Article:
Trenches II for iPhone and iPad
When Wilfred Owen wondered “What passing-bells for these who die as cattle? / Only the monstrous anger of the guns. / Only the stuttering rifles’ rapid rattle / Can patter out their hasty orisons,” chances are good that the author of “Anthem for Doomed Youth” was not trying to describe the action in an iOS tower defense game. Yet, it would be a pretty apropos description for Trenches II, an offering from Thunder Game Works by way of Electronic Arts that translates the horrors of the first World War into a cartoonish strategy game.
Whether the War to End All Wars is appropriately depicted by grinning, mustachioed soldiers charging to their doom is a debate for another time, however. The question before us is whether Trenches II—or its iPad-optimized counterpart, Trenches II HD—succeeds as a mobile game. Fans of tower defense and real-time strategy games will certainly appreciate how either Trenches offering deftly blends the two genres. It’s an open question, though, as to how long either game will hold your attention.
As the name would suggest, Trenches II is a sequel. I never got the chance to the play the original, but I gather that this latest version is a lot like its predecessor, only more so. You get a choice of which army to command—the British, Germans, or French—and you can either play against a computerized opponent or a real-live human being via Trenches II’s multiplayer functionality through either Game Center, Bluetooth, or Wi-Fi. You can either play in Campaign mode, in which you advance your army across a map of Europe, or in Skirmish mode, which features one-off games like Supremacy, Last Man Standing, and King of the Trench. I found Campaign mode to be the most satisfying way to play the game, but individual skirmishes at least let you mix it up a little.
The mechanics in Trenches are pretty straightforward. You continually earn virtual money throughout a battle, which you use to buy forces to deploy—infantry units, machine gunners, artillery, and the like. The better the unit, the bigger the hit on your cache of coins. It’s your job to dispatch each unit across the battlefield, taking advantage of the available trenches, buildings, and other scenery for cover against enemy fire. Your troops will charge forward automatically from the moment you deploy them, even if it means running straight into a landmine, so you better use your finger to draw a line to where you want them to go. Ultimately, you want to reach the enemy bunker, while keeping enough defenses behind your advancing infantry to keep your opponent from doing the same.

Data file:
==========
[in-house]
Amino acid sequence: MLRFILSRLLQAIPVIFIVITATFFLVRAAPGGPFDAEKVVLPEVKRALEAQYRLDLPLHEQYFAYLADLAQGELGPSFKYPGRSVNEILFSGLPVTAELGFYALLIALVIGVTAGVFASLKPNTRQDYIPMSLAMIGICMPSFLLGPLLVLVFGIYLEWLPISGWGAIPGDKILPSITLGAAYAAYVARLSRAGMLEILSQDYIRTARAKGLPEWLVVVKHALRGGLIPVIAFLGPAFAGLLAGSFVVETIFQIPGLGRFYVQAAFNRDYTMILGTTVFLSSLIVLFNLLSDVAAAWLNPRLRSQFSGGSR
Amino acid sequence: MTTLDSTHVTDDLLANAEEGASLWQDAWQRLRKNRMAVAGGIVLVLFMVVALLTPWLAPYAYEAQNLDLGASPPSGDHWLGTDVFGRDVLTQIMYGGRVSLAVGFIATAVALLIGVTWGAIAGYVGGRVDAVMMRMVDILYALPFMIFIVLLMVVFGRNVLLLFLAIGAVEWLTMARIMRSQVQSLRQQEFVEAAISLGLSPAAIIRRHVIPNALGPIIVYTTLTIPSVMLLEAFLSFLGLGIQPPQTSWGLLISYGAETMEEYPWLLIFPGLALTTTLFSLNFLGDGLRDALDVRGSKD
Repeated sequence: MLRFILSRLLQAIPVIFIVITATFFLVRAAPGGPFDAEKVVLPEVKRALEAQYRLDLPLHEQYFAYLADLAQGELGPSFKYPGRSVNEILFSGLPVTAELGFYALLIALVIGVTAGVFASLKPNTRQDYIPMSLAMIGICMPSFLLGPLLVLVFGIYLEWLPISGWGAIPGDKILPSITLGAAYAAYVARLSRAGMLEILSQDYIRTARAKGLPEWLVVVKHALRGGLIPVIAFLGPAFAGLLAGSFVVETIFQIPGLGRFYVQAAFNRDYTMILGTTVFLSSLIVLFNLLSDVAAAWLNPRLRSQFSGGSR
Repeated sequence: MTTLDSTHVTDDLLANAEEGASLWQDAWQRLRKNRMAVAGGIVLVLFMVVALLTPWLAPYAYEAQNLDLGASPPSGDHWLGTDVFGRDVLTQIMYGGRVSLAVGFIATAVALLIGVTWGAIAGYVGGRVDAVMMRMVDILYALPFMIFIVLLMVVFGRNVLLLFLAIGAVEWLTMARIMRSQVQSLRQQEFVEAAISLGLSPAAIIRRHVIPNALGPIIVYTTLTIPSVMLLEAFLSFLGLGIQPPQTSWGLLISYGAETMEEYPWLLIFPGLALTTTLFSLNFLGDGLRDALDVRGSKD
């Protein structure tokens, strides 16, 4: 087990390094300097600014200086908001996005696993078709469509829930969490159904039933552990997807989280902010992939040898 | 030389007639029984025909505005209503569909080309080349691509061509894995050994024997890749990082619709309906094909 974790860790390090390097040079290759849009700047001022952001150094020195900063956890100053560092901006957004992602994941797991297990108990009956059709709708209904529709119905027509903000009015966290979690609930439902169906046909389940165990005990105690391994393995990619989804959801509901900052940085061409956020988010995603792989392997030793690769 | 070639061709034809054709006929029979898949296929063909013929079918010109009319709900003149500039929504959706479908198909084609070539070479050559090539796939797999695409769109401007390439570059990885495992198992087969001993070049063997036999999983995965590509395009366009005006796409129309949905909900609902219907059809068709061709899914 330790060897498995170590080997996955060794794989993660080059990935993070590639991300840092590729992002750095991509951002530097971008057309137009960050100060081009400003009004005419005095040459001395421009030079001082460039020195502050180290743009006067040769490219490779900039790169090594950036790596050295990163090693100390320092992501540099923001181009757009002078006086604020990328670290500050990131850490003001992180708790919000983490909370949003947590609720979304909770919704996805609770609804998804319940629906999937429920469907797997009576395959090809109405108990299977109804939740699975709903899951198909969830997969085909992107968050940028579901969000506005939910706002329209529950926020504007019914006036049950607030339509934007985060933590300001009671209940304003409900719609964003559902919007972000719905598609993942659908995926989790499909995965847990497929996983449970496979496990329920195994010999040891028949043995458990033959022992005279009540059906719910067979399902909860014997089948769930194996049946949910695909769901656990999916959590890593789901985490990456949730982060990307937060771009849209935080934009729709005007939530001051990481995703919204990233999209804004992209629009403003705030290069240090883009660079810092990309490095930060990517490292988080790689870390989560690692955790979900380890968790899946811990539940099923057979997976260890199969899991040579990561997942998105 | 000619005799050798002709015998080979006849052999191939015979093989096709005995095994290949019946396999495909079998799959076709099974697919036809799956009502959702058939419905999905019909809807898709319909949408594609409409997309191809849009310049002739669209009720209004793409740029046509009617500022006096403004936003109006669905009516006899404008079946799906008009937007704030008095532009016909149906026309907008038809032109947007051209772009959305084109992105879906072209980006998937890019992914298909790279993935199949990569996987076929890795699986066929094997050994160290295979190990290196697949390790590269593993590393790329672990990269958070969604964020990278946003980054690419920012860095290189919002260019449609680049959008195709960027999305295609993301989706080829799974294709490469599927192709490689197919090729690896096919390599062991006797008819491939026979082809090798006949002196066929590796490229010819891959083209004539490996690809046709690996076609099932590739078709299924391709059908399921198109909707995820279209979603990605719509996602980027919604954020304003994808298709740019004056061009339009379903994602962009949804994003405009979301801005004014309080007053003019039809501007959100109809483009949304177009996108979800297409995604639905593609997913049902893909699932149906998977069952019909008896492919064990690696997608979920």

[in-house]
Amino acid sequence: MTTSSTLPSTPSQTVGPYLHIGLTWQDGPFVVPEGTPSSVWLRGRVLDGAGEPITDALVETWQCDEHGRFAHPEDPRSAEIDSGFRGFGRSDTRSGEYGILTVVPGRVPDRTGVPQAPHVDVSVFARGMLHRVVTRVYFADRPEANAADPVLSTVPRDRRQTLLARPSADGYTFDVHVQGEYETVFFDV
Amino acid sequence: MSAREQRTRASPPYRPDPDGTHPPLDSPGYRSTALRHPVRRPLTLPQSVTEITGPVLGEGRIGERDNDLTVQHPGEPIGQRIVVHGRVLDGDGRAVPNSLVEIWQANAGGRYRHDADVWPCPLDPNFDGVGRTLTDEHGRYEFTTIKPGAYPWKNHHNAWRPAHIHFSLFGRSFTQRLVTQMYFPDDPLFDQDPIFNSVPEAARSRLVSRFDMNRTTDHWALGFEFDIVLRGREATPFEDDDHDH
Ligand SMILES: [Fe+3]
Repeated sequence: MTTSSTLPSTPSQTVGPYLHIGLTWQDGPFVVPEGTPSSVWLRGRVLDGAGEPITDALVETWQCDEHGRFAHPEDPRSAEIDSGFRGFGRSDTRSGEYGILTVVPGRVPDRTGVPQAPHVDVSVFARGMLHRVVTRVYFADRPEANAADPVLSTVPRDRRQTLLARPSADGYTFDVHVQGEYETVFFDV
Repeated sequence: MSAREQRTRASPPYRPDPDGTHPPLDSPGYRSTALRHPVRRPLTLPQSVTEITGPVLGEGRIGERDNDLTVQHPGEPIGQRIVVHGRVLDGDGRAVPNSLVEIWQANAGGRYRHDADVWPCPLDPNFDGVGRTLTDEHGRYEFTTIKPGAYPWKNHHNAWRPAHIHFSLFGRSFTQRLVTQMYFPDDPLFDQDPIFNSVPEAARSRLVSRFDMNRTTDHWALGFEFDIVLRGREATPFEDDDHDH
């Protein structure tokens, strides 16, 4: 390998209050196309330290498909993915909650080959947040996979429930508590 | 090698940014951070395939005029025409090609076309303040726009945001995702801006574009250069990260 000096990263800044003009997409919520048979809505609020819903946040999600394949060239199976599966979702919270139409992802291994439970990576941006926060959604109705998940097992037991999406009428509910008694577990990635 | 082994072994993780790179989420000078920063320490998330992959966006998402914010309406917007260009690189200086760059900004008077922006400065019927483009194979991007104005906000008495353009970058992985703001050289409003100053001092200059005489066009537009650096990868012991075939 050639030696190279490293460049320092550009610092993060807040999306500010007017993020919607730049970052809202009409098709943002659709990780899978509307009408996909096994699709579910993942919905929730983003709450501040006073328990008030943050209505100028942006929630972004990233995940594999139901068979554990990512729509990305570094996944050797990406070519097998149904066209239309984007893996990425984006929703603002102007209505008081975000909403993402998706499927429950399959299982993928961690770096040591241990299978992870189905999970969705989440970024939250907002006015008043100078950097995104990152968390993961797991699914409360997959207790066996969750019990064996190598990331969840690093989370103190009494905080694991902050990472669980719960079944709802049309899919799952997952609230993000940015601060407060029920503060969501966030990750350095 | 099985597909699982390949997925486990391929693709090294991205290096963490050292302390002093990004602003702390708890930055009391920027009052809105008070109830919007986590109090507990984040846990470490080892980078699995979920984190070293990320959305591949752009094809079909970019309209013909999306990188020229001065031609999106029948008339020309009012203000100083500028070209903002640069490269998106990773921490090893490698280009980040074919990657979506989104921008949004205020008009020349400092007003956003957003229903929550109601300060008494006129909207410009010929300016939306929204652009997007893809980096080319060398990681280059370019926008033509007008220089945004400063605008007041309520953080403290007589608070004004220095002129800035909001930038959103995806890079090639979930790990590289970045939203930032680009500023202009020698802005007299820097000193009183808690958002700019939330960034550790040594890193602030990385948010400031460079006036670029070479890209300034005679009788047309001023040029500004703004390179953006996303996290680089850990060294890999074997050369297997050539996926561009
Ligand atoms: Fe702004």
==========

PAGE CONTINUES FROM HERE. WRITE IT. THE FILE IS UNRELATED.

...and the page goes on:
After each battle, you earn perks, which you can use to upgrade your forces. Racking up perks the old-fashioned way can be pretty slow-going; the impatient player can load up on them via in-app purchase. I prefer it when a game gives you the choice of whether you want to part with any real-world money, but perks are so hard to come by, I feel like Trenches II is pushing me to use the in-app purchase feature. When I’ve already paid for the privilege of downloading the game, that hard sell makes me feel a little resentful.
You’ll quickly find that one strategy does not fit all in Trenches II. Even when you’re battling a computerized opponent, you can’t just employ the same strategy in every battle to come out on top—the AI is smart enough to vary what it throws at you. That’s one of the game’s stronger aspects. One of its weaker aspects, however, is how you jump back and forth to different parts of the battlefield: Trenches II makes you scroll back and forth at the top of the screen. For starters, it’s easy to inadvertently tap a button to speed up the action when you’re only trying to scroll, particularly when you play Trenches II on an iPhone or iPod touch. It’s also easy to lose sight of troops you’ve left to fortify other areas of the battlefield. I would prefer a display that lets me jump to different units just by tapping a map. And while we’re talking flaws, I appreciate Trenches II’s ability to save battles if subduing enemy forces is taking longer than I anticipated; I’m less impressed by the fact that all my fortifications and reinforced bunkers disappear when I’m ready to resume waging war. You can rebuild them easily enough if you have an engineering unit nearby, but the duplicated effort bugs me.
Trenches II’s multiplayer capability is great when it works, but in testing the app, I often had a difficult time getting the game to find me a real live opponent elsewhere in the word. If you’re hoping to take advantage of multiplayer in Trenches II, you had best hope you’ve got a friend who also has the game and who’s willing to play with you over a local Wi-Fi or Bluetooth connection—that approach seems much more reliable than the global matchmaking feature Trenches II offers.
Which is not to say Trenches II is a poor effort—far from it. It’s a solid war simulation that successfully blends elements of tower defense games with the demands of a real-time strategy offering. If that’s the sort of app that appeals to you, you’ll find plenty to like about Trenches II, regardless of what device you use to play the game. However, more causal gamers may find some of Trenches II’s shortcomings to be the real casualty of war.
[Philip Michaels goes into battle every day as the editor of Macworld.com.]